Words that appear at first glance to mean one thing but actually hide (or even reverse) their true meaning are known as doublespeak. When a company "downsizes," that actually means a lot of people are losing their jobs.

Instead of a blunt, straightforward word or phrase, doublespeak uses euphemisms and ambiguity to disguise or soften a message. Military leaders might refer to "servicing the target" when they mean dropping bombs, and a used car salesman most likely prefers describing older vehicles as "pre-owned." The word doublespeak comes from the George Orwell novel 1984 and is a cross between Orwell's terms doublethink and Newspeak.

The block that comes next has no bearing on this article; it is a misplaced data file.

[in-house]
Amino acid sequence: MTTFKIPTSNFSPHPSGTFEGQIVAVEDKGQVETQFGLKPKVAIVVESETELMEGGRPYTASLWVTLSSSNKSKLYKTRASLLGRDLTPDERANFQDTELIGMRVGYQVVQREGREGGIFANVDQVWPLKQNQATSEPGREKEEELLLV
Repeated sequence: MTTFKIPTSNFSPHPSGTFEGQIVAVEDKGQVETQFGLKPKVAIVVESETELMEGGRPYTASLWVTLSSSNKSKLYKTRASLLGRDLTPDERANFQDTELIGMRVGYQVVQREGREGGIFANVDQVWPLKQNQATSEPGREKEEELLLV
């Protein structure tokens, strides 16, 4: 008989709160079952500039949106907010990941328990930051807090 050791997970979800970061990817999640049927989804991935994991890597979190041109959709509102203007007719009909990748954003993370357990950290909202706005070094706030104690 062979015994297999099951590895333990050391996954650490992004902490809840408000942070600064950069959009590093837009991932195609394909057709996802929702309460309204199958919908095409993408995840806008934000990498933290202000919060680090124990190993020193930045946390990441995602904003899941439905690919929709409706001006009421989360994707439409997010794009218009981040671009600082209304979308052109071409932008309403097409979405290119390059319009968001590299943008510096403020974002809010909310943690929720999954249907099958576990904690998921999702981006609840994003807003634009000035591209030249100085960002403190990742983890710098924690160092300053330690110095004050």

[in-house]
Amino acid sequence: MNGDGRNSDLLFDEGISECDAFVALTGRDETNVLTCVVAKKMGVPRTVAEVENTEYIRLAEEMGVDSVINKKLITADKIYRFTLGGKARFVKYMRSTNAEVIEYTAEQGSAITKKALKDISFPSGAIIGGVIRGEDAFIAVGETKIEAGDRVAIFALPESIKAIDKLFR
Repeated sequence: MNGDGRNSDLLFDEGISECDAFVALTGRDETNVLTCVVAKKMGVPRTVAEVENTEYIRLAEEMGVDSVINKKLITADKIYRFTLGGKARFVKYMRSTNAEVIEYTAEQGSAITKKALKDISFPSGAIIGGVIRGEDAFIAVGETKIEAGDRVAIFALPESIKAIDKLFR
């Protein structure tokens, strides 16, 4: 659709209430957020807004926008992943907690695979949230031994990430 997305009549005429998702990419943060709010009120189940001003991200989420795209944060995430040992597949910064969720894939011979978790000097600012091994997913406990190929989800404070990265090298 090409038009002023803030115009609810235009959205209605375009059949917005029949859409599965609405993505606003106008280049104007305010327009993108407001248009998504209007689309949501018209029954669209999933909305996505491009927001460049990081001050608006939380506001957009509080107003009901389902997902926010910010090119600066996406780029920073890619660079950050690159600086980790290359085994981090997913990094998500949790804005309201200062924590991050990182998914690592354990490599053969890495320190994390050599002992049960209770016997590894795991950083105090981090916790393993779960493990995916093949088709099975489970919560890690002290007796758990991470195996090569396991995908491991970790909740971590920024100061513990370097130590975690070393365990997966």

Definitions of doublespeak
  1. noun
    any language that pretends to communicate but actually does not
    see moresee less
    type of:
    equivocation, evasion
    a statement that is not literally false but that cleverly avoids an unpleasant truth
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DISCLAIMER: These example sentences appear in various news sources and books to reflect the usage of the word ‘doublespeak'. Views expressed in the examples do not represent the opinion of or its editors. Send us feedback
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